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Oldest case of Down’s syndrome from medieval France

Oldest case of Down’s syndrome from medieval France

New Scientist

Image: Rivollat et al.

The oldest confirmed case of Down’s syndrome has been found: the skeleton of a child who died 1500 years ago in early medieval France. According to the archaeologists, the way the child was buried hints that Down’s syndrome was not necessarily stigmatised in the Middle Ages.

Down’s syndrome is a genetic disorder that delays a person’s growth and causes intellectual disability. People with Down’s syndrome have three copies of chromosome 21, rather than the usual two. It was described in the 19th century, but has probably existed throughout human history. However there are few cases of Down’s syndrome in the archaeological record.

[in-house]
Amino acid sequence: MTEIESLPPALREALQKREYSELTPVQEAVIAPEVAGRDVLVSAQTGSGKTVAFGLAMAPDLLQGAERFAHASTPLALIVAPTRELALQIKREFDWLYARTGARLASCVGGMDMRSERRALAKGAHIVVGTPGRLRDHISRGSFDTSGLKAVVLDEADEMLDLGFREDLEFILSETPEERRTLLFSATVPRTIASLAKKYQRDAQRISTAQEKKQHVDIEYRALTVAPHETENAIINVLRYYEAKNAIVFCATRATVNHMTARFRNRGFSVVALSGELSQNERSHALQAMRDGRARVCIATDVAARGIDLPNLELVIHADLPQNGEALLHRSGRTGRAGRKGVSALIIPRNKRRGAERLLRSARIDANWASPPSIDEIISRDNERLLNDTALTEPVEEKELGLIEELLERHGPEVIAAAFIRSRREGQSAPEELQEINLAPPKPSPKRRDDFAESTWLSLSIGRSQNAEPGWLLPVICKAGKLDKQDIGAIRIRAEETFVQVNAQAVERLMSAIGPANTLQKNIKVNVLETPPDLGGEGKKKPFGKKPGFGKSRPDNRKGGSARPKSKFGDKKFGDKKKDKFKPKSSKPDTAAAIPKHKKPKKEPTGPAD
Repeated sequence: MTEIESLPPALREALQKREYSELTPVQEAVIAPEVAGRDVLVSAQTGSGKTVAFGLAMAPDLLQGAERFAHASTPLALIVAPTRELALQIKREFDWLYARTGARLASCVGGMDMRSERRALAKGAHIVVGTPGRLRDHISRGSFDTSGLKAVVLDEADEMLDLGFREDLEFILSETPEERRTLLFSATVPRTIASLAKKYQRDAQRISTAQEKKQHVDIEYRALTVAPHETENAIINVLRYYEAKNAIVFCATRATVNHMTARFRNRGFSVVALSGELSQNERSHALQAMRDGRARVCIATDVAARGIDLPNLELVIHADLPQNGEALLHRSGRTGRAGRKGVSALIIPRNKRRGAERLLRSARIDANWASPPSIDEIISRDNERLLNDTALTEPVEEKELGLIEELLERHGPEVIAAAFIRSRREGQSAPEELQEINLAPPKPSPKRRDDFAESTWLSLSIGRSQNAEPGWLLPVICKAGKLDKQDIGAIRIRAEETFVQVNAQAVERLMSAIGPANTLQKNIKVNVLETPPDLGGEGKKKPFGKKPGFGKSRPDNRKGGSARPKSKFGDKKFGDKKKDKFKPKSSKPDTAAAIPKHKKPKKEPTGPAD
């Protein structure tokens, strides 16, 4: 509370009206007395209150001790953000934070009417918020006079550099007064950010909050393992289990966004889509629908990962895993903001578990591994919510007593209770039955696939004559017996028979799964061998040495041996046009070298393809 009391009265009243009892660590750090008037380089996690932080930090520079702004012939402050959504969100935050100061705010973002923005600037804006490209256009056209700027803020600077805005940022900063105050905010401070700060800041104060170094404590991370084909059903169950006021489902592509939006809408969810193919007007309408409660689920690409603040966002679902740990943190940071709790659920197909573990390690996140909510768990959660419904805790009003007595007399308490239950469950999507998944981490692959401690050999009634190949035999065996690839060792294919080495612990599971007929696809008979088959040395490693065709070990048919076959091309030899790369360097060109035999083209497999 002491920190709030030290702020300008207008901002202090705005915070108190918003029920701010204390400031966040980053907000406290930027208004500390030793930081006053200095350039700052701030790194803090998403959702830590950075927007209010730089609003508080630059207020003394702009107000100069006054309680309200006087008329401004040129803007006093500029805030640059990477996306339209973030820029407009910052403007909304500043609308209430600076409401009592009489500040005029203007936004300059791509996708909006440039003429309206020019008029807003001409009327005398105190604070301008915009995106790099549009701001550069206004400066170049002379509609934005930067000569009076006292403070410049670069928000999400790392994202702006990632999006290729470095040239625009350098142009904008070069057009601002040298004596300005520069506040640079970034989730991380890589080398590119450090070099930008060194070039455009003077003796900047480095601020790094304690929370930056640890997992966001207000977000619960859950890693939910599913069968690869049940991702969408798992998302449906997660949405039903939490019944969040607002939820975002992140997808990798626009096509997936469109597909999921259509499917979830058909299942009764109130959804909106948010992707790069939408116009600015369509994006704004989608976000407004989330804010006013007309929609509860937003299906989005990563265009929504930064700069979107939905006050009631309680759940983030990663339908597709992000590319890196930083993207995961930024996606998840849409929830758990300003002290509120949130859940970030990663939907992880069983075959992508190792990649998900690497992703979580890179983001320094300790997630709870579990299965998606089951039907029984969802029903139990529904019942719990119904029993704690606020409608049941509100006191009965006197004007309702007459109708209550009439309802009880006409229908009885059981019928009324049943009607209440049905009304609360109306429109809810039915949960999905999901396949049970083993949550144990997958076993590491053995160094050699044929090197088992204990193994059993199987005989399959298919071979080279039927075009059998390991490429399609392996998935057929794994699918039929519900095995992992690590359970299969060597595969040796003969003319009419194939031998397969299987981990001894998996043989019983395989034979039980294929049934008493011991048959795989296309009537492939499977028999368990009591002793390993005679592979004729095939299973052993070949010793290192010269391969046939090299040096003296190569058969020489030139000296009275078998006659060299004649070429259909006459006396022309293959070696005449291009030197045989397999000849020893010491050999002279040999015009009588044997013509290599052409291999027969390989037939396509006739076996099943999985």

The new example comes from a 5th- and 6th-century necropolis near a church in Chalon-sur-Saône in eastern France. Excavations there have uncovered the remains of 94 people, including the skeleton of a young child with a short and broad skull, a flattened skull base and thin cranial bones. These features are common in people with Down’s syndrome, says Maïté Rivollat at the University of Bordeaux in France, who has studied the skeleton with her colleagues. Read more on newscientist.com…